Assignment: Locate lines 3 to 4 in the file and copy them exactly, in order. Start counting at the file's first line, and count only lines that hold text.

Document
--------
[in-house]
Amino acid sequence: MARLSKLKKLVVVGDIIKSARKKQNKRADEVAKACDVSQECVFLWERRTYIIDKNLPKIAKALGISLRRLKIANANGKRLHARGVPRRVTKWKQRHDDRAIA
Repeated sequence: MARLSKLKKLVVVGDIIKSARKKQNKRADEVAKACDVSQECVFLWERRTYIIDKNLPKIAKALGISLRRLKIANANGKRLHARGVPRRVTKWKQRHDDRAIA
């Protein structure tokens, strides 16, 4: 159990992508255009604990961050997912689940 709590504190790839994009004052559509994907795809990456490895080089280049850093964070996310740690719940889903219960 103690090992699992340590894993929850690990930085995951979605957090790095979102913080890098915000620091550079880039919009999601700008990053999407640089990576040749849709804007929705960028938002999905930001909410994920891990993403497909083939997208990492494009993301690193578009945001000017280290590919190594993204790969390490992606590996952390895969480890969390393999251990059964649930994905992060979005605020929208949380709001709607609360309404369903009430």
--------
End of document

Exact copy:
Repeated sequence: MARLSKLKKLVVVGDIIKSARKKQNKRADEVAKACDVSQECVFLWERRTYIIDKNLPKIAKALGISLRRLKIANANGKRLHARGVPRRVTKWKQRHDDRAIA
């Protein structure tokens, strides 16, 4: 159990992508255009604990961050997912689940 709590504190790839994009004052559509994907795809990456490895080089280049850093964070996310740690719940889903219960 103690090992699992340590894993929850690990930085995951979605957090790095979102913080890098915000620091550079880039919009999601700008990053999407640089990576040749849709804007929705960028938002999905930001909410994920891990993403497909083939997208990492494009993301690193578009945001000017280290590919190594993204790969390490992606590996952390895969480890969390393999251990059964649930994905992060979005605020929208949380709001709607609360309404369903009430």